Niti Aayog recently came out with a Composite Water Management Index to assess and improve performance in efficient management of water resources. Some of the report’s findings are alarming: 600 million Indians face high to extreme water stress and India ranks 120th among 122 countries in water quality index. Water conservationist Rajendra Singh – recipient of the Ramon Magsaysay award and Stockholm Water prize, for his efforts to galvanise community based water harvesting and water restoration efforts – spoke to Radheshyam Jadhav, about sustainable solutions to tackle India’s water crisis:
What are your observations on Niti Aayog’s Composite Water Management Index?
Niti Aayog’s report presents a dangerous scenario. It also reflects that MGNREGA is not going in the right direction when it comes to river rejuvenation. MGNREGA model was based on our work and was expected to create water assets. But it was not taken seriously. The money was used for building roads, constructing toilets, etc. If money and efforts were put to construct johads (rainwater storage tank) and recharge water aquifers, India’s rivers would not have died. The money meant for water projects has been misused and corruption is rampant.
But haven’t some states done constructive work in water conservation?
I would rank Maharashtra’s Jalyukt Shivar programme at the first place. The state has done a good job of rejuvenating small rivers. I would rank Telangana and Karnataka at second and third place respectively for doing good work under MGNREGA. Other states have wasted the opportunity.
What is the way forward to save our rivers and tackle the water crisis? Linking our brains and hearts to rivers should be on the top of our agenda. India needs a river literacy movement. There is need to include river and water literacy in the curriculum. All river basins must have resource mapping and community driven water harvesting, and conservation structures must be created. Contractors must not have a place in these works and people must lead from the front. There is a need to classify river water as per the usage. It is a must for efficient use of water. ‘A’ class water must be allocated for drinking, ‘B’ class water for growing vegetables and food grains, and ‘C’ class water for industries, etc.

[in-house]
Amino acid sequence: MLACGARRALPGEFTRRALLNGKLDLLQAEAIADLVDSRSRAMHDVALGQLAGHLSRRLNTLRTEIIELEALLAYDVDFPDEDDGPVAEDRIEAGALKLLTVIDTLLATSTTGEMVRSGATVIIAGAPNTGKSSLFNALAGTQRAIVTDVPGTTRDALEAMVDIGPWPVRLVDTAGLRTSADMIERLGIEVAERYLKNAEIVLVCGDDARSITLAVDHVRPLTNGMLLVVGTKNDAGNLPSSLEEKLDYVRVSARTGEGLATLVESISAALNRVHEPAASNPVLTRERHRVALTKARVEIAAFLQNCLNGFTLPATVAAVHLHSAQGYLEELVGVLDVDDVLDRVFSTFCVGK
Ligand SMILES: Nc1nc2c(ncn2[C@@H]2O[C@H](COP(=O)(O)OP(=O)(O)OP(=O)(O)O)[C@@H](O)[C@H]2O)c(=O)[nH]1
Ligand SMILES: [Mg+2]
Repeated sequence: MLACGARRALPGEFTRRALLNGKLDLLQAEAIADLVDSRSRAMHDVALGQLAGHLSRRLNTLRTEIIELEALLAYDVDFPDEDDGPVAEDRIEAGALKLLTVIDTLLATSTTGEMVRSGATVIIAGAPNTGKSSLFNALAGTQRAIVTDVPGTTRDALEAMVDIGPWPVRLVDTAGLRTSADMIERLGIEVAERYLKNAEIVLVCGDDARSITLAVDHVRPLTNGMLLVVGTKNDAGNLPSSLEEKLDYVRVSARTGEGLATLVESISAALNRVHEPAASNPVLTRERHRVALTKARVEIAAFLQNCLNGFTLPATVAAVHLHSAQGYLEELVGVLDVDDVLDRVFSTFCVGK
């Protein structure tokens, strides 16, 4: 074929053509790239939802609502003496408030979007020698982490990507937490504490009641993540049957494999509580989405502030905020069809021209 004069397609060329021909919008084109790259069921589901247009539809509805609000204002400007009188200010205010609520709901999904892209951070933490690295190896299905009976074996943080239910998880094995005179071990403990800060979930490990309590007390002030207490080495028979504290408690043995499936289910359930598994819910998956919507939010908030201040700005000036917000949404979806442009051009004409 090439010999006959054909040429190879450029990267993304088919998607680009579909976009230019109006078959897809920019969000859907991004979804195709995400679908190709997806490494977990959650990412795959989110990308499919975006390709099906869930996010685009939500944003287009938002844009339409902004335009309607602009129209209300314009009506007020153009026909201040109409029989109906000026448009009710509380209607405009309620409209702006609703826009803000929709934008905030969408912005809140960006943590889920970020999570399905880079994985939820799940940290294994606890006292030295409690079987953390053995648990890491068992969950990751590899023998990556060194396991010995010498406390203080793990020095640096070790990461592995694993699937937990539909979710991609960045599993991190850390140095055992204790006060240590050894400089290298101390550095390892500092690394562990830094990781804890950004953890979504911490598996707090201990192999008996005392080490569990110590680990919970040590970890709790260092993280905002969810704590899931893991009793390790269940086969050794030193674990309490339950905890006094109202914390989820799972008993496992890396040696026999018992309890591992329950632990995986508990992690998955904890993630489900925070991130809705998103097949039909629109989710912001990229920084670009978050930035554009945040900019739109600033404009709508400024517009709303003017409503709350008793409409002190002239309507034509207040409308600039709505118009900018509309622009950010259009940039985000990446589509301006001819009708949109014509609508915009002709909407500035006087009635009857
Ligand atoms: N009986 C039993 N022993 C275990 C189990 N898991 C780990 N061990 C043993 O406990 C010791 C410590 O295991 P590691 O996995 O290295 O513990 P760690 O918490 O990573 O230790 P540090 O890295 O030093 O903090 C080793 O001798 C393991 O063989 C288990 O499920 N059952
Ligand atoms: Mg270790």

Do you think more efforts are needed to encourage public participation in water conservation projects?
There are no serious efforts to encourage public participation. The government’s definition of public participation is meeting, eating and cheating. The government calls meetings as part of public participation, feeds people and then cheats them by changing meeting proceedings. There is no point in such public participation. I have been talking about this for the last ten years at national and international forums. But nobody is willing to hear the truth.
Are communities coming forward for popular voluntary participation to save rivers?
In many states, people have joined hands to save rivers and are putting pressure on governments. Public participation is only meaningful when people and government hold equal stakes in planning and execution of water projects. Availability of water will maintain peace. Migration from villages to cities is on the rise and because of water scarcity socio-economic dynamics will change drastically. People have to take the reins in their hands and work on sustainable solutions to save rivers and water bodies. Only sincere and popular public participation can save India from further water crisis.
What efforts are being made to take forward the Arvari Sansad (Arvari river parliament) model?
At government level there are no efforts made in this direction. But we are trying to implement this model at the national level by launching community driven river rejuvenation programmes. About 70% of small rivers in India have died. Rejuvenation efforts are possible only in places where people have taken initiative and we are ensuring that community participation increases. The river parliament model focusses on river-basin approach and it aims to encourage participatory, equitable and decentralised water management by stakeholders.
Is water crisis in rural areas prompting massive migration to cities
It is necessary to ensure that rural areas get enough water. In absence of water massive migration to cities will continue and major chunk of migrated population will not return to villages. Migration to cities would stop if water is made available in villages as water availability is directly linked to health, employment and overall well-being.
You have strongly opposed government’s river linking project. What alternative do you suggest?
Community driven decentralised water conservation and harvesting structures will help India to fight water crisis. Water conservation efforts must involve people and not contractors.